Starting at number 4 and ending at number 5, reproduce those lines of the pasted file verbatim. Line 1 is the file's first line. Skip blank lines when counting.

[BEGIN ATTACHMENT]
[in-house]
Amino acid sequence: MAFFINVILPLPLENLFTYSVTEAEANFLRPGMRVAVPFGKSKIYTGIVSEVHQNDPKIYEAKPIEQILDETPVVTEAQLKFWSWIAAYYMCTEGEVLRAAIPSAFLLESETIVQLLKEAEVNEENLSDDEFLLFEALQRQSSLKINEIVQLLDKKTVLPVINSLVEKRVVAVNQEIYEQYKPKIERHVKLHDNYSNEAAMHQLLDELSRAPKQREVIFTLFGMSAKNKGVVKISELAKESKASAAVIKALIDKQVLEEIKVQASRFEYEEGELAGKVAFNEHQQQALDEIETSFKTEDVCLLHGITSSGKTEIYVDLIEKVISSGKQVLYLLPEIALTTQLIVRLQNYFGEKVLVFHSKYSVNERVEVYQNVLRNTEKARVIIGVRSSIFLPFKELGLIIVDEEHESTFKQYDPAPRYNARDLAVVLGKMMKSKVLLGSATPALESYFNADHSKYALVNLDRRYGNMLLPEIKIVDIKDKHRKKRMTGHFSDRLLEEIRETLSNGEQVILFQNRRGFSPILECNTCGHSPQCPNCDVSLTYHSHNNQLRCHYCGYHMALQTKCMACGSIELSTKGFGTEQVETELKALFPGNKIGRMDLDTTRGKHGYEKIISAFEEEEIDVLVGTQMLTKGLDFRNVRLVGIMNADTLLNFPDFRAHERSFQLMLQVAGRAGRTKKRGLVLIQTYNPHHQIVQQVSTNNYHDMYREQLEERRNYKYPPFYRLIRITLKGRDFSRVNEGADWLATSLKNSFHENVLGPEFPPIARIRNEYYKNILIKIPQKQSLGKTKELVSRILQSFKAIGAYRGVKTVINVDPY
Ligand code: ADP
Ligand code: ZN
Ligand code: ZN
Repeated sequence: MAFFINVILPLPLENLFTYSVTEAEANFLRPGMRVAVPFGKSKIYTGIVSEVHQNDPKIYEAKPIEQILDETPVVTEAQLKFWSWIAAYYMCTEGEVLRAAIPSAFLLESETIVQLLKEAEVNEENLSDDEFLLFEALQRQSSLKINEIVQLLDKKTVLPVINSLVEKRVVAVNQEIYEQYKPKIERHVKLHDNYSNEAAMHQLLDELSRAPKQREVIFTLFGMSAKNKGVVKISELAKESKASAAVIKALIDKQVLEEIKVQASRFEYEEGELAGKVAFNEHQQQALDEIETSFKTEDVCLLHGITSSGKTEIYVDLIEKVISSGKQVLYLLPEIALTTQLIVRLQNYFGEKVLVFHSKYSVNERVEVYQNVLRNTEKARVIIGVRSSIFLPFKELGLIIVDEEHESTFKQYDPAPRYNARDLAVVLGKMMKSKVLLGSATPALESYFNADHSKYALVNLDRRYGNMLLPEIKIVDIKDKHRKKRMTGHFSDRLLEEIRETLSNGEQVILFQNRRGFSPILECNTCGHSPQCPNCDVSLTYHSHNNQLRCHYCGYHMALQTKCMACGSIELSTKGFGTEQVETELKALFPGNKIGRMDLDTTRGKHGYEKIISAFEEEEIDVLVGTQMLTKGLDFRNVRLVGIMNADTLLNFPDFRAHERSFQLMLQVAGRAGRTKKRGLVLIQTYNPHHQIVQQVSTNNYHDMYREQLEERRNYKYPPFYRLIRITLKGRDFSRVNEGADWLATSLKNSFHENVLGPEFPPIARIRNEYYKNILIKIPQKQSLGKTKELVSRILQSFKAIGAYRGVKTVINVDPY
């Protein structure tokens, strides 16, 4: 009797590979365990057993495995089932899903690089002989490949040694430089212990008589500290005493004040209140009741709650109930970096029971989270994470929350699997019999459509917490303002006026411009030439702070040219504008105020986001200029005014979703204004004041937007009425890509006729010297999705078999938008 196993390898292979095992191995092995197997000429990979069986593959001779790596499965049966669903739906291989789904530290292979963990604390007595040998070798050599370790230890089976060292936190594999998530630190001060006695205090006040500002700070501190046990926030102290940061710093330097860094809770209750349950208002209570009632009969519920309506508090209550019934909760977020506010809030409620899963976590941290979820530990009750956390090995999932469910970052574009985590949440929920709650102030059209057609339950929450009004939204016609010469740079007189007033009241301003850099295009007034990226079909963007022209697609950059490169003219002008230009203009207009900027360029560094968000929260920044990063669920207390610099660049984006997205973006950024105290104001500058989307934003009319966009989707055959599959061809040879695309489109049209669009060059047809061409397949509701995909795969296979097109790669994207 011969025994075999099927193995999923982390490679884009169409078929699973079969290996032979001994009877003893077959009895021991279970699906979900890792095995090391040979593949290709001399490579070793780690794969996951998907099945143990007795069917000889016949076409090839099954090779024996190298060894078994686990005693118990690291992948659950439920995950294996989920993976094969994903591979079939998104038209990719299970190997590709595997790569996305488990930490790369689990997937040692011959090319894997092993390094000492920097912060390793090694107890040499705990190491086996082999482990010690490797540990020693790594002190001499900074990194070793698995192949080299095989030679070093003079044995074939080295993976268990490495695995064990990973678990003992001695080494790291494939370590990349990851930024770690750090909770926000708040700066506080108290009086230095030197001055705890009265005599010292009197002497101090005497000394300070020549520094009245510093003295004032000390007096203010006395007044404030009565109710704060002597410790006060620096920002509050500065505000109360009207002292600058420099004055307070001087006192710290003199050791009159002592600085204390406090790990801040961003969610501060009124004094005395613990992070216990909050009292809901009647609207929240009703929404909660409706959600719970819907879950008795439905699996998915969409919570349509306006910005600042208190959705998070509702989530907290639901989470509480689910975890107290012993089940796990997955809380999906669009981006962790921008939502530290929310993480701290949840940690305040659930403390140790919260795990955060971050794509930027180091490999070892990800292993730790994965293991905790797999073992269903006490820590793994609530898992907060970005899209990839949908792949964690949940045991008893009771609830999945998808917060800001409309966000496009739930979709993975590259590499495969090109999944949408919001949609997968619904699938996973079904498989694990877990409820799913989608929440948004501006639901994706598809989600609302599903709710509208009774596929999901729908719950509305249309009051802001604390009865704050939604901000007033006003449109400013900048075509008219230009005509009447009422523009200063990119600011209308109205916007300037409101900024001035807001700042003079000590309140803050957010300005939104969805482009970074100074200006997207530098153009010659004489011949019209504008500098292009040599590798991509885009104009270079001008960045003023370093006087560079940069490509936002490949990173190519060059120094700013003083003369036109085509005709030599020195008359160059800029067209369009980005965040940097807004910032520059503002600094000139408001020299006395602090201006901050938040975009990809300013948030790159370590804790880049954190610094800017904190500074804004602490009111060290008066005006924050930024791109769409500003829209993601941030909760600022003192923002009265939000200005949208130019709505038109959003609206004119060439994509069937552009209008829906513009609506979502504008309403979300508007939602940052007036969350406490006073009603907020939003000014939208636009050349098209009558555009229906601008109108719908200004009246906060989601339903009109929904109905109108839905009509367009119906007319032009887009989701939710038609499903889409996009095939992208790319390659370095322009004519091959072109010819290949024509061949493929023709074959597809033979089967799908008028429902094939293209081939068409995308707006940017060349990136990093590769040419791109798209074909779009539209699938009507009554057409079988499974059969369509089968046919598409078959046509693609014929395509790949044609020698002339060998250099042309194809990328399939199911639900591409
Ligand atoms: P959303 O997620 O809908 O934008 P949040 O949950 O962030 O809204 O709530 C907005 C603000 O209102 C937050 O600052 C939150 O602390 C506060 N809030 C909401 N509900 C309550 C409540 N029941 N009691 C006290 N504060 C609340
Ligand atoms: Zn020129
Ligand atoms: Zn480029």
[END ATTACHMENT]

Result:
Ligand code: ZN
Ligand code: ZN